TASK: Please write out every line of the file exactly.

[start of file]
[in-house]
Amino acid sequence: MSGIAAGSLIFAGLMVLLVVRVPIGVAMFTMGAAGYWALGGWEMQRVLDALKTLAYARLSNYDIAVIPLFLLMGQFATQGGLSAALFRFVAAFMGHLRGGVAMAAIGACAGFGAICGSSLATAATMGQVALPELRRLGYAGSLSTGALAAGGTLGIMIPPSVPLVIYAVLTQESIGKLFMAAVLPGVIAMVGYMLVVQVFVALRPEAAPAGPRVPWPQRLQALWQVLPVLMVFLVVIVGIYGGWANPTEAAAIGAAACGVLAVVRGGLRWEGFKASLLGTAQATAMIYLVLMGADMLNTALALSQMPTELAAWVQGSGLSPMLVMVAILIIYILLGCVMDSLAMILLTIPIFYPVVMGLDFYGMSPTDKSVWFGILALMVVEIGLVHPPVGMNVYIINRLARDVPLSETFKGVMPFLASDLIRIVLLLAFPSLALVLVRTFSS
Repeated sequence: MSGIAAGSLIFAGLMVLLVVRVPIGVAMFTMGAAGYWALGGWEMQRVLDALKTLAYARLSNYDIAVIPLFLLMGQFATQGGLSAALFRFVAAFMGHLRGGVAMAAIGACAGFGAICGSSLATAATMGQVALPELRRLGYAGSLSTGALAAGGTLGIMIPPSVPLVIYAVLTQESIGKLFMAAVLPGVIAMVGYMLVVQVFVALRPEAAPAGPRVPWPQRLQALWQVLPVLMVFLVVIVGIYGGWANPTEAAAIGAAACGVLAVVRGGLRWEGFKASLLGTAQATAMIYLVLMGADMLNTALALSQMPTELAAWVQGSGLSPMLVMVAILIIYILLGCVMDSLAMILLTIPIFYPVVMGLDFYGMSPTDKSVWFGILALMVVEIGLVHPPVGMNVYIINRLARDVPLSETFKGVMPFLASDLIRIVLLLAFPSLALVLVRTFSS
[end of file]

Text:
[in-house]
Amino acid sequence: MSGIAAGSLIFAGLMVLLVVRVPIGVAMFTMGAAGYWALGGWEMQRVLDALKTLAYARLSNYDIAVIPLFLLMGQFATQGGLSAALFRFVAAFMGHLRGGVAMAAIGACAGFGAICGSSLATAATMGQVALPELRRLGYAGSLSTGALAAGGTLGIMIPPSVPLVIYAVLTQESIGKLFMAAVLPGVIAMVGYMLVVQVFVALRPEAAPAGPRVPWPQRLQALWQVLPVLMVFLVVIVGIYGGWANPTEAAAIGAAACGVLAVVRGGLRWEGFKASLLGTAQATAMIYLVLMGADMLNTALALSQMPTELAAWVQGSGLSPMLVMVAILIIYILLGCVMDSLAMILLTIPIFYPVVMGLDFYGMSPTDKSVWFGILALMVVEIGLVHPPVGMNVYIINRLARDVPLSETFKGVMPFLASDLIRIVLLLAFPSLALVLVRTFSS
Repeated sequence: MSGIAAGSLIFAGLMVLLVVRVPIGVAMFTMGAAGYWALGGWEMQRVLDALKTLAYARLSNYDIAVIPLFLLMGQFATQGGLSAALFRFVAAFMGHLRGGVAMAAIGACAGFGAICGSSLATAATMGQVALPELRRLGYAGSLSTGALAAGGTLGIMIPPSVPLVIYAVLTQESIGKLFMAAVLPGVIAMVGYMLVVQVFVALRPEAAPAGPRVPWPQRLQALWQVLPVLMVFLVVIVGIYGGWANPTEAAAIGAAACGVLAVVRGGLRWEGFKASLLGTAQATAMIYLVLMGADMLNTALALSQMPTELAAWVQGSGLSPMLVMVAILIIYILLGCVMDSLAMILLTIPIFYPVVMGLDFYGMSPTDKSVWFGILALMVVEIGLVHPPVGMNVYIINRLARDVPLSETFKGVMPFLASDLIRIVLLLAFPSLALVLVRTFSS